After Poland regained independence in 1918, he became involved in Polish national politics, serving as Minister of Public Works (1920-21) and as Minister of Foreign Affairs (1922). He was widely recongized as one of the earlier Polish statesmen.
Supported by the "Liberation" party, Narutowicz decided to run for President of Poland. On December 9, 1922, he was elected by the Polish parliament (the Sejm), convening as the National Assembly of Poland, to be Poland's first president, and was sworn in on December 11.
His election, supported by leftist, centrist, peasant and national-minority deputies, aroused the ire of right-wing deputies, particularly the National Democrats. They emphasized that the deputies who had supported Narutowicz had included national-minorities representatives, and disparagingly called the newly-elected head of state "their president" or "President of the Jews". Narutowicz was also reproached for being an atheist and belonging to a Masonic lodge.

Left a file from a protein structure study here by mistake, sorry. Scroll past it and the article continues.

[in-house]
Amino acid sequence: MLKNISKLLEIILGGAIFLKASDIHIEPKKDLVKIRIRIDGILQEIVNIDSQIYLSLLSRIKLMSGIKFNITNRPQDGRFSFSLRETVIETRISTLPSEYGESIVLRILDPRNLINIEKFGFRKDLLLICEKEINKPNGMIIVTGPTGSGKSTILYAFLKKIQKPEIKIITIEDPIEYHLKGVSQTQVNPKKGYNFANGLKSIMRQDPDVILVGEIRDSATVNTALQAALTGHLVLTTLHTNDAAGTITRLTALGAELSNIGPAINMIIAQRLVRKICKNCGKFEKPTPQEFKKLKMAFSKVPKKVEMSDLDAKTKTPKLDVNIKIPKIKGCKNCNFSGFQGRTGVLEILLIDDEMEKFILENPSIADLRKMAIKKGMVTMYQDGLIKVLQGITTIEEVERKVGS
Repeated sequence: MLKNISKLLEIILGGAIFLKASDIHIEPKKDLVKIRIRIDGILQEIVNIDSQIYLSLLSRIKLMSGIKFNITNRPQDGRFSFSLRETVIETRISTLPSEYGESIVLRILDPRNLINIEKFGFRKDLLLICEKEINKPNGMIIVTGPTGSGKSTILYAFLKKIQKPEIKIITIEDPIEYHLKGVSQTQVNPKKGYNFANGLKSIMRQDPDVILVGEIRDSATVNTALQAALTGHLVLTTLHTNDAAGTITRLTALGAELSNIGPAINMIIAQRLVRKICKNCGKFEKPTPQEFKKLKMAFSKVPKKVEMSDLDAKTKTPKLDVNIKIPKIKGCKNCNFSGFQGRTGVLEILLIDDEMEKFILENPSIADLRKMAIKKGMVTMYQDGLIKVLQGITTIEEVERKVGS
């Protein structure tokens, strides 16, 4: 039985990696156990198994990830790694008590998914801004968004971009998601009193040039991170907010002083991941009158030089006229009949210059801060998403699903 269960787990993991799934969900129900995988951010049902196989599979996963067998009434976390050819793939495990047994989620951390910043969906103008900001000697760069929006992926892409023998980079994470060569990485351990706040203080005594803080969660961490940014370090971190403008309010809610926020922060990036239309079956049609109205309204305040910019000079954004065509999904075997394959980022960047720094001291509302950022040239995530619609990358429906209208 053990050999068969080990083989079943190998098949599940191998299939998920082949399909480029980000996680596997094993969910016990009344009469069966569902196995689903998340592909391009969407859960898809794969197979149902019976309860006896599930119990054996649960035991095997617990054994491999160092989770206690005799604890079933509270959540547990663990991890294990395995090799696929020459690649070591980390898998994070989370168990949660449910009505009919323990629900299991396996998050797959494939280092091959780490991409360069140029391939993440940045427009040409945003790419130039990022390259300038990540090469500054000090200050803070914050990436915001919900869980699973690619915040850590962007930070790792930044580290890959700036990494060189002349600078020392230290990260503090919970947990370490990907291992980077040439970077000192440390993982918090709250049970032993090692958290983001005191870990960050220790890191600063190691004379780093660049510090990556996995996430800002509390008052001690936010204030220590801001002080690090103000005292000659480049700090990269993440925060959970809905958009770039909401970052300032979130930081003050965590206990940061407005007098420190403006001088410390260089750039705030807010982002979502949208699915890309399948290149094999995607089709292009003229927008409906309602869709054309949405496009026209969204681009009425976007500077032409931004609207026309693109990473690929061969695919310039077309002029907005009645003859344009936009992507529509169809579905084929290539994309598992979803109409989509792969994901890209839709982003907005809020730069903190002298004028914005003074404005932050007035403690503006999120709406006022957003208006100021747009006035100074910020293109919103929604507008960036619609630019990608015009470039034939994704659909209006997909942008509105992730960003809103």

During his very short term in office he worked primary to appoint a new government, in place of Nowak's cabinet. However new cabinet was appointed by Acting President Maciej Rataj after Narutowicz death and before Wojciechowski's took the office. Also Naturowicz's first act in office was commuting of a death sentence.
While working on appointing a new government, he proposed portfolio of Foreign Affairs Minister to his main rival to the Presidency - Maurycy Klemens Zamoyski.
On December 16, 1922, five days after his inauguration, while attending the opening of an art exhibit at Warsaw's Zachęta Gallery, Narutowicz was shot dead by a mentally-deranged sympathizer of the National Democrats, the artist and art critic Eligiusz Niewiadomski, who was sentenced to death and a month later executed by firing squad.